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Sep 14, 2016

NYT First Draft: Donald Trump Unveils Plan for Families in Bid to Win Women's Votes, by Nick Corasanity and Maggie Haberman - September 5, 2016



Wednesday, September 14, 2016

The New York Times

The New York Times
Ivanka Trump listened as her father, Donald J. Trump, spoke on Tuesday at the Aston Community Center in Aston, Pa.
Ivanka Trump listened as her father, Donald J. Trump, spoke on Tuesday at the Aston Community Center in Aston, Pa. Damon Winter/The New York Times
Trump Unveils Plan for Families in Bid to Win Women’s Votes
By NICK CORASANITI AND MAGGIE HABERMAN
Donald J. Trump unveiled a menu of proposals on Tuesday to help working parents, calling for six weeks of mandatory paid maternity leave and expanded tax credits for child care.
The proposals, which Mr. Trump outlined in the politically critical Philadelphia suburbs along with his daughter Ivanka, represent a new attempt to court female voters who polls show have been alienated by his bombast and history of provocative remarks about women.
“It’s pro-family, it’s pro-child, it’s pro-worker,” Mr. Trump said in releasing his plan at a rally Tuesday night. “These are the people we have to take care of.”
Hillary Clinton, Mr. Trump’s Democratic rival, issued her plan more than a year ago, and it guarantees up to 12 weeks of paid family and medical leave for a newborn or a sick relative, financed by an increase in taxes on the wealthiest Americans. Under her plan, Mrs. Clinton would cap those costs at 10 percent of a family’s income, relying on tax cuts and subsidies to make up the difference.
Mr. Trump and his daughter spoke about the issue at the Republican National Convention in July, but the candidate had not mentioned it publicly until Tuesday. Mr. Trump faces a potentially record-high gender gap with women, but pushing the proposal so close to the election risks looking slapdash on a serious topic.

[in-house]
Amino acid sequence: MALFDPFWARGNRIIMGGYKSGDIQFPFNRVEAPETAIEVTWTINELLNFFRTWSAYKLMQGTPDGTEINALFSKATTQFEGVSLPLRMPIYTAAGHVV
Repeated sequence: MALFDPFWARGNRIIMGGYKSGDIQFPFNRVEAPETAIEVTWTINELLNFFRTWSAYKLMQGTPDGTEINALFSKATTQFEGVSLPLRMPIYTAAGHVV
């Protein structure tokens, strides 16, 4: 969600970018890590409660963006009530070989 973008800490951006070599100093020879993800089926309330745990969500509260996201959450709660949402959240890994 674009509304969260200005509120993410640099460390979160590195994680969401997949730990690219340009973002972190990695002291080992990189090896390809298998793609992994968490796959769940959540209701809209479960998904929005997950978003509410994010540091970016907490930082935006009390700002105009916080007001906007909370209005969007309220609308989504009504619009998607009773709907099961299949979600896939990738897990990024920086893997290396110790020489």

Mr. Trump first proposed the child care initiative weeks ago, but he broadened it to help working parents after facing criticism that his initial proposal would primarily help high earners rather than women and families on the lower end of the economic spectrum.
But the new recommendations contained a number of uncertainties, most notably how Mr. Trump would pay for them, and they still favor people with higher incomes. The candidate’s aides said that his goals would be achieved through a change in the tax code to help pay for child care, to be detailed in another speech, probably this week.
 

Al Drago/The New York Times
By JULIE HIRSCHFELD DAVIS
In Philadelphia, Mr. Obama appealed to young and minority voters while criticizing Donald J. Trump and coverage that had turned the race into a “reality show.”
Gov. Mike Pence, second from left, at a news conference on Capitol Hill on Tuesday with House Republican leaders.
Stephen Crowley/The New York Times
By JONATHAN MARTIN AND ALEXANDER BURNS
A plea for unity fell short in blunt meetings with House and Senate leaders, who maintained their distance from the Trump campaign.